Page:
Quotes by Ray Pritchard
This is the humanist dilemma. They say, “You come from nothing and you’re going to nothing, but in between you have great significance.” It doesn’t make sense at all.
I heard R. C. Sproul explain it this way: He said that apart from God there is no reason for human significance and no grounds for self-worth. Consider the alternative. If you don’t believe in God, then you don’t have any reason for being here. You must believe that you are simply the product of impersonal time plus chance. And when you die, you must believe that you simply cease to exist and vanish into eternal nothingness. In short, if you leave God out, what you are left with is this: You didn’t come from anywhere and you aren’t going anywhere after you die. This is the humanist dilemma. They say, “You come from nothing and you’re going to nothing, but in between you have great significance.” It doesn’t make sense at all.
The Third Commandment might well be paraphrased, “You shall not use the name of the Lord without meaning something by it.” Every time you use God’s name, you’d better mean something by it. Because God takes your words seriously even if you don’t.
It has always been true that the best defense against adultery is a happy marriage.
If having more would make us happy, we would never need the Tenth Commandment. It is written for unhappy people!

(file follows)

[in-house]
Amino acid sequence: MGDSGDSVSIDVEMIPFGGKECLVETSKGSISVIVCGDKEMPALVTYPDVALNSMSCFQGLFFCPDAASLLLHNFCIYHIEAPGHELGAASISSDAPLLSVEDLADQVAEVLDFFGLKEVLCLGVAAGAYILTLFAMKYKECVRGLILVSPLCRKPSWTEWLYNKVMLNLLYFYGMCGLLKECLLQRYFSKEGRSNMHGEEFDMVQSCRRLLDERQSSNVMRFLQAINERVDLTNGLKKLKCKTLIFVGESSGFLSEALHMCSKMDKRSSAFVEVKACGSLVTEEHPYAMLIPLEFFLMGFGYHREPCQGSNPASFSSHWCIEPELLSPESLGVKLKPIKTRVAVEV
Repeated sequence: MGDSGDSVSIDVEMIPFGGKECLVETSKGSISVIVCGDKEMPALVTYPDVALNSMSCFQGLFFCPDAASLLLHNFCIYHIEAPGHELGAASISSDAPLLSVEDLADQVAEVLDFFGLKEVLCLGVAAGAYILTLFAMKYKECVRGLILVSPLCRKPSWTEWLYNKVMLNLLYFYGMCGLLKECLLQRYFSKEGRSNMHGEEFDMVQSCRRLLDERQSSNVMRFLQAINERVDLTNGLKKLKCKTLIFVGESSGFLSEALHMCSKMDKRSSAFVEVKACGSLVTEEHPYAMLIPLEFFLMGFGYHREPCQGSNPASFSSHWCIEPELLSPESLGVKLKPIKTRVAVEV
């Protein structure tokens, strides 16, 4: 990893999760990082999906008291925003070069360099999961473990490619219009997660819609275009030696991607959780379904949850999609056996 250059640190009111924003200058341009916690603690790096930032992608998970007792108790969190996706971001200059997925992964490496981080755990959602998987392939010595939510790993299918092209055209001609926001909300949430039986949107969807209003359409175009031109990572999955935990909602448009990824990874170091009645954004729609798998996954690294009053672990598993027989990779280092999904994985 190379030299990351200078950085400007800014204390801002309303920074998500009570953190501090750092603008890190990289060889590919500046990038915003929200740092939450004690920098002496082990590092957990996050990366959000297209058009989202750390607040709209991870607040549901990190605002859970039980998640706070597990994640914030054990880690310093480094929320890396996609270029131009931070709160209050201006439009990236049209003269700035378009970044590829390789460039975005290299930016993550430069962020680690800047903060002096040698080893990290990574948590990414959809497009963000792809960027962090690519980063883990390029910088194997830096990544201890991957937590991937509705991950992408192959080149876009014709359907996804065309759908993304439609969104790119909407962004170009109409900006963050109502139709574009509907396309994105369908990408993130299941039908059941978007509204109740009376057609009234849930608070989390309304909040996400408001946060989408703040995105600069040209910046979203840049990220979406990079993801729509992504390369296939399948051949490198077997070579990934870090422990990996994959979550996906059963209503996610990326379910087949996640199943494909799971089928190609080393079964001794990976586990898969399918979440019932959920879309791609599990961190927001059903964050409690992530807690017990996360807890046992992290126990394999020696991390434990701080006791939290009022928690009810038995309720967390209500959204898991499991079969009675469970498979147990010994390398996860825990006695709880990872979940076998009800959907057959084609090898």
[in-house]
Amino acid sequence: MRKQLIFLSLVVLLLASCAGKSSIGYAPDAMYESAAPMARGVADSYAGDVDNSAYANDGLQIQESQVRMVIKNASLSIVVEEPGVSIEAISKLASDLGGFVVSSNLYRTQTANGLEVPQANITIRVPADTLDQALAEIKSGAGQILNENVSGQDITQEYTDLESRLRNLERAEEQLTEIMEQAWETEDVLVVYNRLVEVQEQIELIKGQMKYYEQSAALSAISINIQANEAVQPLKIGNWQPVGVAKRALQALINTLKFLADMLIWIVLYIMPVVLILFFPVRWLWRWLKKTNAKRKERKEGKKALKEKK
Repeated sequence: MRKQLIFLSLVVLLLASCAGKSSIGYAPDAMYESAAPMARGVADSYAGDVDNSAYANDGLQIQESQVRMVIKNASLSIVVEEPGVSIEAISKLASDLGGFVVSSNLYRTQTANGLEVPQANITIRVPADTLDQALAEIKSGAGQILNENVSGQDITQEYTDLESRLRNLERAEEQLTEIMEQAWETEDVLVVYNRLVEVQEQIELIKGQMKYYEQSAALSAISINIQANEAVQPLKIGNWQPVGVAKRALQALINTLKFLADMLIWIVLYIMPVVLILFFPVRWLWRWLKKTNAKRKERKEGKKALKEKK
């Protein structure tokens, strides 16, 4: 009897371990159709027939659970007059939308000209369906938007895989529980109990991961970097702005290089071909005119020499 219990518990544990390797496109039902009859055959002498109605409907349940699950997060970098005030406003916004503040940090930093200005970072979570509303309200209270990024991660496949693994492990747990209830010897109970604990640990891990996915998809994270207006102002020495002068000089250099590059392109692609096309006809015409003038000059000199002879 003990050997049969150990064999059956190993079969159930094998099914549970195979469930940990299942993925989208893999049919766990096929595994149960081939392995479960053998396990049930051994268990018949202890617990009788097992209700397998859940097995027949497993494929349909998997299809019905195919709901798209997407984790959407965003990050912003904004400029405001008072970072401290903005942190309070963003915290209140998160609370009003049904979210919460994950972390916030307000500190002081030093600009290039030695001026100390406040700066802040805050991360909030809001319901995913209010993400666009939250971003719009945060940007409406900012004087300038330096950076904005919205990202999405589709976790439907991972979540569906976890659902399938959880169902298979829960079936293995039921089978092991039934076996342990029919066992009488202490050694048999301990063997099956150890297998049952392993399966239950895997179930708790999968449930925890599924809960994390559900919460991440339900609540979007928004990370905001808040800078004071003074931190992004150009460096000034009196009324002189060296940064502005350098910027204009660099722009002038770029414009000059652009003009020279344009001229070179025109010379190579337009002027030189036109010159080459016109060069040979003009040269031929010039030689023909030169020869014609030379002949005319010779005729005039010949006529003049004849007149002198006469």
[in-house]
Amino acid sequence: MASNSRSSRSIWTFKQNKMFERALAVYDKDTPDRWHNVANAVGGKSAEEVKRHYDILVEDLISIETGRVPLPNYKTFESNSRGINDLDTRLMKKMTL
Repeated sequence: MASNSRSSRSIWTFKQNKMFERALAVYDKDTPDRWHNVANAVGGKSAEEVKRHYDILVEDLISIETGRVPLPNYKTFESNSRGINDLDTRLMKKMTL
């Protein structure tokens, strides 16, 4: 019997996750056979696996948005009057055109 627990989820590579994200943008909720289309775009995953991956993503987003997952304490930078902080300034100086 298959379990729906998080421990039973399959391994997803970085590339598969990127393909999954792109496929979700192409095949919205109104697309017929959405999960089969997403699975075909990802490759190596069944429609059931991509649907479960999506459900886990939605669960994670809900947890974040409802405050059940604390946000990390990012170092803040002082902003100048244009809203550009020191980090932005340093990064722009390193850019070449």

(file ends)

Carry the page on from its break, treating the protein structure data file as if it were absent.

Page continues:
Coveting is nothing more or less than an attempt to improve upon God. The covetous man moans and groans because he believes that he has been treated unfairly. When all the goodies were passed out, he got nothing but crumbs… The covetous man doubts God’s wisdom, God’s goodness, God’s justice, God’s timing and ultimately God’s love. Coveting is a terrible sin because it is a surreptitious attack on God Himself. Those who covet are saying, “God, you haven’t taken care of me.” They are blaming God for His failure to meet their needs.
You can’t be content and covet at the same time.
[How to Overcome Coveting]:
1. Guard your heart. This means pay attention to your desires.
2. Become a great giver… How do you overcome a covetous spirit? You give your way out of it.
3. Ask God to give you a grateful heart.
4. Refocus your life on Jesus Christ. Nothing human can cure covetousness; only an infusion of the supernatural power of Christ can make a lasting difference… Nothing will expel a coveting spirit except the power of a brand-new affection – a new love for Jesus Christ (Mt. 6:33).
This one is so simple that we miss it. Why aren’t we more grateful? There are many answers to that question, but this one is central: we aren’t grateful because we’ve never asked God to give us a grateful heart. By nature we are covetous, greedy, grasping and unhappy. Left to ourselves, we will be just like that rich fool. Generosity isn’t our natural impulse. We aren’t born giving; we’re born getting. Gratitude is not the inborn language of the heart.
Profanity is wrong not simply because it shocks or disgusts, but at a much deeper level, profanity is wrong because it trashes that which God has declared to be holy and good and beautiful.